Paediatrics: Neonatal seizures
Incidence ~2–4/1000 live births. Usually occur 12–48hr after delivery.
Incidence ~2–4/1000 live births. Usually occur 12–48hr after delivery. Can be generalized or focal, and tonic, clonic, or myoclonic. Subtle seizure patterns (lip-smacking, limb-cycling, eye deviation, apnoeas, etc.) can be difficult to identify or differentiate from other benign conditions that may mimic seizures:
- Startle or Moro reflexes;
- Normal ‘jittery’ movements (fine, fast limb movements that are abated by holding affected limb);
- Sleep myoclonus (REM movements).
A large proportion of clinically diagnosed seizures are not associated with electrical seizure activity and many electrical seizures do not manifest clinically.
- hypoxic-ischaemic encephalopathy (HIE);
- intracranial haemorrhage;
- cerebral infarction (ischaemic or haemorrhagic);
- cerebral oedema;
- birth trauma.
- meningitis (e.g. GBS, coliforms);
- encephalitis (e.g. HSV, CMV).
- Cerebral malformation.
- hypo or hypernatraemia;
- hypocalcaemia, hypomagnesia;
- pyridoxine dependent seizures;
- non-ketotic hyperglycinaemia.
Neonatal withdrawal from maternal medication or substance abuse.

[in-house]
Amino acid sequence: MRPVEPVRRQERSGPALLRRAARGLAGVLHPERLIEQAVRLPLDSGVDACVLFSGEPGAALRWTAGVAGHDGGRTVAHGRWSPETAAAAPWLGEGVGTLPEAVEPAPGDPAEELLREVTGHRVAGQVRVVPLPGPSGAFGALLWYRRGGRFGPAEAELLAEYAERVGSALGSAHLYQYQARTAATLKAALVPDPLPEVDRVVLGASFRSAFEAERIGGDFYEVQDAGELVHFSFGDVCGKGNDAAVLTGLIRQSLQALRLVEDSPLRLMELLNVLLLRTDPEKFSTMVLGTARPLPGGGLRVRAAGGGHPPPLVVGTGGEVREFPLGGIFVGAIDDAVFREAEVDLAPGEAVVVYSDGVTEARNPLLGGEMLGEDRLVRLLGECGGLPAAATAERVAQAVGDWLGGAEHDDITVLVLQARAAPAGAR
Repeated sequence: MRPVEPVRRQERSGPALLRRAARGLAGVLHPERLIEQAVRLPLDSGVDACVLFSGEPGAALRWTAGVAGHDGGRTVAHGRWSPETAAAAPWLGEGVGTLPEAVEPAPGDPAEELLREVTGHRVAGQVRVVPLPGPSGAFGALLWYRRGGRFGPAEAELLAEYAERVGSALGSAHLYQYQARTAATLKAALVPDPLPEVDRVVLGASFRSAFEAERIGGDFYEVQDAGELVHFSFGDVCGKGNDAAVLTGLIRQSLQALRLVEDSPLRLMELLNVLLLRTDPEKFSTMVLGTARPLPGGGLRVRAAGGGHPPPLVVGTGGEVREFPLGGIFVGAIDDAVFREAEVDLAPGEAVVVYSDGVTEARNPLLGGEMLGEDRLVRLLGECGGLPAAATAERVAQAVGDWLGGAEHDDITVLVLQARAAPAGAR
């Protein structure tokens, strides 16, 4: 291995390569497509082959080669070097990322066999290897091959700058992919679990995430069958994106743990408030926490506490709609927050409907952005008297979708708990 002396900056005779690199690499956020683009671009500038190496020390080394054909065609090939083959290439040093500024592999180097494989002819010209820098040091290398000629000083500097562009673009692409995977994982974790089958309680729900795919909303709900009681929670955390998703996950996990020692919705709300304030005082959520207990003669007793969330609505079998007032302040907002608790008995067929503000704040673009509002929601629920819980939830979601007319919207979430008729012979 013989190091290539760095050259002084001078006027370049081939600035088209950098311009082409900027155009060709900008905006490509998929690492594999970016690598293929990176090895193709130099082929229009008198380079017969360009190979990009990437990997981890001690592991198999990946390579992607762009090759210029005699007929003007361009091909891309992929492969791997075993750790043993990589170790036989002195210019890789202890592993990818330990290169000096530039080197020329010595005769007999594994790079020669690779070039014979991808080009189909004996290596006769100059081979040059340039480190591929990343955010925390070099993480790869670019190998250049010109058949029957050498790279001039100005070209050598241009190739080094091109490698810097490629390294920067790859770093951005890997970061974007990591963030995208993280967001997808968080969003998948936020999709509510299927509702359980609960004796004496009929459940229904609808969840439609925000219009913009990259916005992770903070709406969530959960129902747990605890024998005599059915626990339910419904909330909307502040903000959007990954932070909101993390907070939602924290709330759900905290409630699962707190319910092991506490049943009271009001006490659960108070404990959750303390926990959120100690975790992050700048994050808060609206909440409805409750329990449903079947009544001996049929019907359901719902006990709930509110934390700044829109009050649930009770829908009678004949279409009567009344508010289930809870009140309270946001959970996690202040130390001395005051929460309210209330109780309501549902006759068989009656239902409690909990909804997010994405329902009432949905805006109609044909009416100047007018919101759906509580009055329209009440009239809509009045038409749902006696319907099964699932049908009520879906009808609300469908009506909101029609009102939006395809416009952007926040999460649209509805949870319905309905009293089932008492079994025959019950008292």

- benign familial neonatal seizures (autosomal dominant);
- early myoclonic encephalopathy.
With improved access to neuroimaging, fewer infants are being categorized as ‘benign’ or ‘idiopathic’ seizures. Neonatal stroke is increasingly recognized.
Investigation and management
This should include family history, history of pregnancy and delivery, complete examination, evaluation for infection, serum electrolytes, calcium, magnesium, glucose, and blood gas. If available, cerebral function analysis monitoring (CFAM) should be commenced.
If appropriate, further investigation may include radiological evaluation, e.g. cranial MRI, toxicology screening, serum ammonia, urine organic acids, serum amino acids, karyotype, and TORCH screening.
Treatment of neonatal seizures
- Immediate: give O2, maintain airway, insert IV, treat the underlying cause. When to start anticonvulsants is controversial because risks and benefits of treatment have not been properly evaluated; the usual indication is >3seizures/hr or single seizure lasting >3–5min particularly if evidence of cardiorespiratory compromise.
- First-line anticonvulsant: IV phenobarbital (10–20mg/kg bolus; givefurther 10–15mg if seizures persist after 30min; maintenance dose 5mg/day).
- Second-line IV clonazepam, IV midazolam, or IV phenytoin.
- For intractable seizures consider a therapeutic trial of parenteral pyridoxine (50mg). Depending on the cause probably safe to stop treatment after a few days of no seizures, but many clinicians prefer to wait until several months before ceasing.
Prognosis varies with the cause of seizures but is generally good for idiopathic seizures, sleep myoclonus, hypocalcemia, and benign familial neonatal seizures. There is a significant risk of adverse neurodevelopmental outcome after meningitis, HIE, hypoglycemia, cerebral infarction, hypo or hypernatraemia, cerebral malformations, kernicterus, and some inborn errors of metabolism.